Tears as Prayers

My latest in the Christian Courier. (October 11th edition.)

___________________________

Have you cried lately? If so, do you know the meaning of your tears?

It’s a complicated question. We humans are not fully transparent to ourselves—we are not fully aware of the experiences or realities that shape our emotional lives. Our tears in any situation may result from past experiences, diverse sensitivities, hormonal realities, and even how much sleep we’ve been getting. We may know there are tears running down our cheeks, but never fully know why.

This is to say nothing of the deeper biological and evolutionary bases of our tears. Perhaps human tears have been selected for because they invite sympathy and promote community well-being. Or perhaps our tears are a way of moderating anger in those who perceive them. Or maybe our tears relieve tension and allow us to function well in daily lives defined by stress.

There is so much going on when we cry. This means it is always a question of interpreting our tears, in the same way that we interpret scripture or other texts. We can do our best to explain our tears, but we likely will never fully understand them or have a definitive answer for their meaning.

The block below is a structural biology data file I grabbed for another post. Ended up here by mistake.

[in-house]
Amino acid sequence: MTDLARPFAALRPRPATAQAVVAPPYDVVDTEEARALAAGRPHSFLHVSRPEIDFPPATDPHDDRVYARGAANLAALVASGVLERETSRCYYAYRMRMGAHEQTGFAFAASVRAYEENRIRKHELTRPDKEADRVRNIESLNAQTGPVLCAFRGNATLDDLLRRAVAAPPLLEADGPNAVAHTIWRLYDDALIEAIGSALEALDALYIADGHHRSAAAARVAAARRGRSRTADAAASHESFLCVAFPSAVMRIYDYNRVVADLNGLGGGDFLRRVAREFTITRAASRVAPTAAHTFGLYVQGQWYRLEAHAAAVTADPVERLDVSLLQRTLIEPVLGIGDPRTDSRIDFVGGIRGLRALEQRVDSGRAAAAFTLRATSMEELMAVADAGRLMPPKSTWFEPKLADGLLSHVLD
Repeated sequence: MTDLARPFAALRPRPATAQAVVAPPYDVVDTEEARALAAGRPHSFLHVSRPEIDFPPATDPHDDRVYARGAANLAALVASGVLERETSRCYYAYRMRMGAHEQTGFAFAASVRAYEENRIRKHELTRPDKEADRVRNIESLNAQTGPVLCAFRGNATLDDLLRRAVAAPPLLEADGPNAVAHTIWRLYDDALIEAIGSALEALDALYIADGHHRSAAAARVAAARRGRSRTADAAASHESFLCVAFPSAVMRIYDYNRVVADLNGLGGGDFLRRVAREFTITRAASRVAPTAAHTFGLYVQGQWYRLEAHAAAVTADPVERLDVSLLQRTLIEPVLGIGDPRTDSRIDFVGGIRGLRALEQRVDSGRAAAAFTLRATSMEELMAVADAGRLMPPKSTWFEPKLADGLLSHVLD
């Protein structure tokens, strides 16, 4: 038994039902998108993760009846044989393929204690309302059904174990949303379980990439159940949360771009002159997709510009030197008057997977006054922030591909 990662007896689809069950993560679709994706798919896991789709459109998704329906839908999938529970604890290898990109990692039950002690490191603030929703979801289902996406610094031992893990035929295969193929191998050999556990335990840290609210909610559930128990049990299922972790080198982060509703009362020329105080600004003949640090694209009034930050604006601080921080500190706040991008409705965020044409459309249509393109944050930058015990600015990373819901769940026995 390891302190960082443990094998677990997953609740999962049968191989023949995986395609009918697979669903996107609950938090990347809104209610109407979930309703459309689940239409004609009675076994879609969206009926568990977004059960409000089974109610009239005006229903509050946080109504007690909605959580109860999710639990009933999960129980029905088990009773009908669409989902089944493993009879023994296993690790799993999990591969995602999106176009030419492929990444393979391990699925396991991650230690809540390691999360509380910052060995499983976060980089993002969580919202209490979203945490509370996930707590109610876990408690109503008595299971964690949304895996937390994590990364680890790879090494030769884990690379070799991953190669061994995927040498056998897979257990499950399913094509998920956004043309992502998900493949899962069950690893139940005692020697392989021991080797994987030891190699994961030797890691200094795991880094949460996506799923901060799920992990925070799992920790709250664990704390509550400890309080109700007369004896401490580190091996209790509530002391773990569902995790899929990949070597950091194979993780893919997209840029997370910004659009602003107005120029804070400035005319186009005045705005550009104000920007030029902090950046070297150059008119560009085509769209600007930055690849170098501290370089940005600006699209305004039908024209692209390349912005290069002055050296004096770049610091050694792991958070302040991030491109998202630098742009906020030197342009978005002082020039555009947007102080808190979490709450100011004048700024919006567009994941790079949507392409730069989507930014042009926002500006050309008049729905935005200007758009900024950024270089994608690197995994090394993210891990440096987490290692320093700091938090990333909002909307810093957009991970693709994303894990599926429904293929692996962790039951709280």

Continue reading

Atheism and Morality – Can they meet?

If you want to infuriate an atheist, here’s a quick and easy solution: offer the opinion that atheists can’t be morally good. Even more, if you want to lead an atheist right up to the edge of apoplectic infuriation, tell him or her: “You can’t be good without God.”

The science vs. religion debate can generate some pretty animated conversations. And the more specific question of morality seems to generate some of the strongest feelings on both sides – often more heat than light. This particular blog post represents one brief exploration of that contentious question: Can atheists be good?

My answer to the question is, in the first instance, a resounding YES. At one level it’s a simple matter of logic, since what has been done can be done. We all know of good atheists: ipso facto, atheists can be morally good.

Indeed, I don’t doubt that an atheist could live a life that is morally superior to that of religious believer. An atheist may demonstrate a more loving attitude toward her spouse, or a more generous attitude with his money, or greater courage in the face of fear. Without believing in a supernatural source of morality, an atheist can live a life that is morally superior to someone who believes in just such a source. Continue reading